5. Please also read And they all confessed…. about the “show trials” under Stalin. One section is particularly instructive:

    An old Bolshevik, Krestinsky had been a member of the first Politburo. Under Lenin, he served for a time as secretary of the Central Committee. The exchange in the courtroom on 2 March is worth quoting. At this stage in the proceedings, the President of the Court, V. Ulrich is asking the accused whether they plead guilty to the charges. All reply in the affirmative until:[5]

    The President: Accused Krestinsky, do you plead guilty to the charges brought agalnst you?
    Krestinsky: I plead not guilty. I am not a Trotskyite. I was never a member of the bloc of Rights and Trotskyites, of whose existence I was not aware. Nor have I commltted any of the crimes with which I personally am charged, in particular I plead not guilty to the charge of having had connections wlth the German intelligence service.
    The President: Do you corrobarate the confession you made at the preliminary investigation?
    Krestinsky: Yes, at the preliminary investigation I confessed, but I have never been a Trotskyite.
    The President: I repeat the question, do you plead guilty?
    Krestinsky: Before my arrest I was a member of the Communist Party of the Soviet Union (Bolsheviks) and I remain one now.
    The President: Do you plead guilty to the charge of participating in espionage activities and of participating in terrorist activities?
    Krestinsky: I have never been a Trotskyite, I have never belonged to the bloc of Rights and Trotskyites and have not committed a single crime.

    On the following day, Krestinsky pleaded guilty to the charges:

    Krestinsky: Yesterday, under the influence of a momentary keen feeling of false shame, evoked by the atmosphere of the dock and the painful impression created by the public reading of the indictment, which was aggravated by my poor health, I could not bring myself to tell the truth, I could not bring myself to say that I was guilty. And instead of saying, “Yes, I am guilty,” I almost mechanically answered, “No, I am not guilty.”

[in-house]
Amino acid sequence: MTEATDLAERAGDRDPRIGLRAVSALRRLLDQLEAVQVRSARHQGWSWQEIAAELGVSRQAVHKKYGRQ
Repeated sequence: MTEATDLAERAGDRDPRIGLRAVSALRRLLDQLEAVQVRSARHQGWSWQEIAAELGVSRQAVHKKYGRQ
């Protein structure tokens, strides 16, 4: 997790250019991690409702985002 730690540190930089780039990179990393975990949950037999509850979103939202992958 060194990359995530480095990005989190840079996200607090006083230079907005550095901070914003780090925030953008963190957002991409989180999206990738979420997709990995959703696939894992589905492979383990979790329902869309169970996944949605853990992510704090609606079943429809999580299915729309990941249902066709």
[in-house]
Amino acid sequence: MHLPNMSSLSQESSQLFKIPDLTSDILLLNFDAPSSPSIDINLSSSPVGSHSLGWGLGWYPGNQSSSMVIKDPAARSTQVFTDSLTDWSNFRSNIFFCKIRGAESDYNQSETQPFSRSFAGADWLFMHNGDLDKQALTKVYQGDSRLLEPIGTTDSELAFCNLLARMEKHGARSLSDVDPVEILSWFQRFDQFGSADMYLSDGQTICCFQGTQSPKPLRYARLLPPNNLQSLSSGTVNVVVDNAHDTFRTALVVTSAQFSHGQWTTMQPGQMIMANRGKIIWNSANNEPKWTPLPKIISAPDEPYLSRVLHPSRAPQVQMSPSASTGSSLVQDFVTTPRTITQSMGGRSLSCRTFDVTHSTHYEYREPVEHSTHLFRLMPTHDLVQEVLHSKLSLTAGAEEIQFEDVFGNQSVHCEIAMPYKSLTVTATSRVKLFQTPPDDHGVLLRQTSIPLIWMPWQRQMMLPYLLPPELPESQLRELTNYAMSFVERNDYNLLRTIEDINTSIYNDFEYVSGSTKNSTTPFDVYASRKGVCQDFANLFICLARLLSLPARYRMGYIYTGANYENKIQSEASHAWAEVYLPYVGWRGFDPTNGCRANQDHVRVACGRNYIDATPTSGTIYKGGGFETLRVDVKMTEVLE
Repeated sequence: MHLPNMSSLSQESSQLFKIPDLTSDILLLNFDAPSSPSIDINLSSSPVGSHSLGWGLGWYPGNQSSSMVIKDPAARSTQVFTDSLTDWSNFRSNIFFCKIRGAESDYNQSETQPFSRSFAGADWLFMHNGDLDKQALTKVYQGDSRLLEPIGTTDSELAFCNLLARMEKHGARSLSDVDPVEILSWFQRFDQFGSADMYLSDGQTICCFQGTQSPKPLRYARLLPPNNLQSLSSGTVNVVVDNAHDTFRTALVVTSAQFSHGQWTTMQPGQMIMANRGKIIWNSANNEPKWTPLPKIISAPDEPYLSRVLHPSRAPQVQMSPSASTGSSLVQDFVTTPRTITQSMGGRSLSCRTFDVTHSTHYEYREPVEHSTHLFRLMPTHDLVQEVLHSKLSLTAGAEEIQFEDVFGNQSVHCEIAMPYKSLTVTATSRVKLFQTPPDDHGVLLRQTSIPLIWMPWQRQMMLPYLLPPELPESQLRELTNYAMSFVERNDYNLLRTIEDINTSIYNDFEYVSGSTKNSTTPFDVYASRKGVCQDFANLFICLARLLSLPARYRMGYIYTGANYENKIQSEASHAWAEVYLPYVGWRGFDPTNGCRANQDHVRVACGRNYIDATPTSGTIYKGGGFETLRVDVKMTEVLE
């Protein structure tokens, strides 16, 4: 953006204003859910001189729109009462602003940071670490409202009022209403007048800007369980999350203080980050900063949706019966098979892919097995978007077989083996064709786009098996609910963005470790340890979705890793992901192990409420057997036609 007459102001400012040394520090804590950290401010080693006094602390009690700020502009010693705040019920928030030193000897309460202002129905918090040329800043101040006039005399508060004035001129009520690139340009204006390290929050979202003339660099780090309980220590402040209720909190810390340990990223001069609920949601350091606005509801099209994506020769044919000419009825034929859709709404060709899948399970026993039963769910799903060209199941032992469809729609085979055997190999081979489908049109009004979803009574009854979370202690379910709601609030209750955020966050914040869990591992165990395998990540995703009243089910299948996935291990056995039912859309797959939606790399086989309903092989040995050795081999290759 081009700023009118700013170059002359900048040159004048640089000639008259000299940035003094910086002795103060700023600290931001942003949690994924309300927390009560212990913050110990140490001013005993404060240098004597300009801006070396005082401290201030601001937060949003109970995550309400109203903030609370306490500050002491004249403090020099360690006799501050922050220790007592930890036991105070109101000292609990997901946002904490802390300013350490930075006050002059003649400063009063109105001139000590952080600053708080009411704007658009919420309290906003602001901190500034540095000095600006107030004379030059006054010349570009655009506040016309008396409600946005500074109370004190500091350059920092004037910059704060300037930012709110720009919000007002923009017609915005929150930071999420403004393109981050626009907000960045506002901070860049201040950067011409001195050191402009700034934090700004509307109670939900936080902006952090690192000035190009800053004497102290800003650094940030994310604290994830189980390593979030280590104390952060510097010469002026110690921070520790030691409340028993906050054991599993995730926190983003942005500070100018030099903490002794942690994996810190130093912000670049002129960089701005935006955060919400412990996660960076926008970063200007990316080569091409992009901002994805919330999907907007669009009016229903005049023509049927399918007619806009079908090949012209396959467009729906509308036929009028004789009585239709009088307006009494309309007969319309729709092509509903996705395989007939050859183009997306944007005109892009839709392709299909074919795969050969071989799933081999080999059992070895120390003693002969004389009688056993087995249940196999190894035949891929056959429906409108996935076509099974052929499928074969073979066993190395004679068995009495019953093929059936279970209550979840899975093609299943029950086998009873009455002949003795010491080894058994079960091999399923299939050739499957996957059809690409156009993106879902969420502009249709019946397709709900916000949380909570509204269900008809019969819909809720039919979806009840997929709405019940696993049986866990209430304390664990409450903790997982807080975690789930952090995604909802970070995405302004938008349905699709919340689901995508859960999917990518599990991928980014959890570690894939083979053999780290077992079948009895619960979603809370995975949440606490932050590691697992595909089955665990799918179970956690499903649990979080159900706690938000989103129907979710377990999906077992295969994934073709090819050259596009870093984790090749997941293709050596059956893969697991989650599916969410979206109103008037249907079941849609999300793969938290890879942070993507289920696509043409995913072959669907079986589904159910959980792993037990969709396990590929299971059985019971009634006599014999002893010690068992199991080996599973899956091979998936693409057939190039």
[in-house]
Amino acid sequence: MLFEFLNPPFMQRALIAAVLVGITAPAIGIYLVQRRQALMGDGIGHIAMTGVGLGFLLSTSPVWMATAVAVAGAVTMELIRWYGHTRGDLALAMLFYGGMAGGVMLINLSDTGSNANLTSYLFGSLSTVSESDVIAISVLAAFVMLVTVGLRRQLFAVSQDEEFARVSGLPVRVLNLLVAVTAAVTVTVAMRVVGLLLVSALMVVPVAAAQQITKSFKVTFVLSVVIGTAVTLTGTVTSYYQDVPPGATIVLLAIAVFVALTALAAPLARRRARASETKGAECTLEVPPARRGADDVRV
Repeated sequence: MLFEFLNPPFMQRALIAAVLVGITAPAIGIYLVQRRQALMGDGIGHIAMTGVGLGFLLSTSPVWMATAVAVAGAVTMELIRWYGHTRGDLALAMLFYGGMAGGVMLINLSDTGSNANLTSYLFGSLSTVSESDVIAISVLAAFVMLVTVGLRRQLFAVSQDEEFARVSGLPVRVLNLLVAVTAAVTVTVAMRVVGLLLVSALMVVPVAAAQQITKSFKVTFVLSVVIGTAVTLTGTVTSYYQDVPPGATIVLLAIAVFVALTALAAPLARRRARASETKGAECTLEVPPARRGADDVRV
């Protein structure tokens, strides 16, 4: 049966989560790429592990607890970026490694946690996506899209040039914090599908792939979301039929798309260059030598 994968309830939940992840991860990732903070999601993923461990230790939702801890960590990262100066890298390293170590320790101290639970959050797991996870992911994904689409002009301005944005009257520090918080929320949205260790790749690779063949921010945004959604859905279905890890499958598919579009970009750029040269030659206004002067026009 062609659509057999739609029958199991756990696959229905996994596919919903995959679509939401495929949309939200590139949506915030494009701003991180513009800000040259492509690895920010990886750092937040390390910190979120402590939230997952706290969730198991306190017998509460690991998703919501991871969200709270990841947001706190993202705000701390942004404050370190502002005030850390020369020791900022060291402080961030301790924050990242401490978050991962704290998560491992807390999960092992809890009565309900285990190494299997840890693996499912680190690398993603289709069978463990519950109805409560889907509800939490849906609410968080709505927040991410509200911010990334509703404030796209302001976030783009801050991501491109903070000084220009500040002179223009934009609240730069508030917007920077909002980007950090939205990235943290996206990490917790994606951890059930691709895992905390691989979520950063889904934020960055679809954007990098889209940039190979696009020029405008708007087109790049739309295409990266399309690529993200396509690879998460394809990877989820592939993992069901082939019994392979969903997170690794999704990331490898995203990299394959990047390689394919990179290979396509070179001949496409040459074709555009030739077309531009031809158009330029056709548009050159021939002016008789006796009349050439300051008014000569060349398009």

Vyshinsky: Mechanically?
    Krestinsky: In the face of world public opinion, I had not the strength to admit the truth that I had been conducting a Trotskyite struggle all along. I request the Court to register my statement that I fully and completely admit that I am guilty of all the gravest charges brought against me personally, and that I admit my complete responsibility for the treason and treachery I have committed.

    What changed his mind overnight? As Mr. Persson states:

    There is no doubt that torture was used to force confessions. Though by no means uncommon earlier, torture only became an approved method of examination during the investigations leading up to the first Moscow trial. On 29 July, 1936, an official, albeit secret, document was drawn up, sanctioning the use of “all means” to extract confessions.[7] Krestinsky’s submission was clearly the result of a night of brutal torture. Naturally, psychological torture in the form of threats to relatives and the arrest of family members also played their part in the confessions.

    Stalin used hard tactics against hardened revolutionaries. He achieved his desired goal: confessions of guilt, but as shown, they were fake, given under duress and torture. His torture policies came back to haunt Stalin.

    We may be facing an enemy that is pretty ruthless, but nonetheless, there is no excuse in the world for us to lower our standards.

  6. nermalcat,

    re: “In cases where no other strategy works (as you claim is the case with terrorists)would you also suggest that the local police torture each and every prisoner suspected to associate with mobs, gangs or drug rings to find out where the ringleader is and what they are planning?”

    You obviously have not visited your local jail recently. Sleep deprivation, and the cold treatment are standard operating procedures in cases you describe.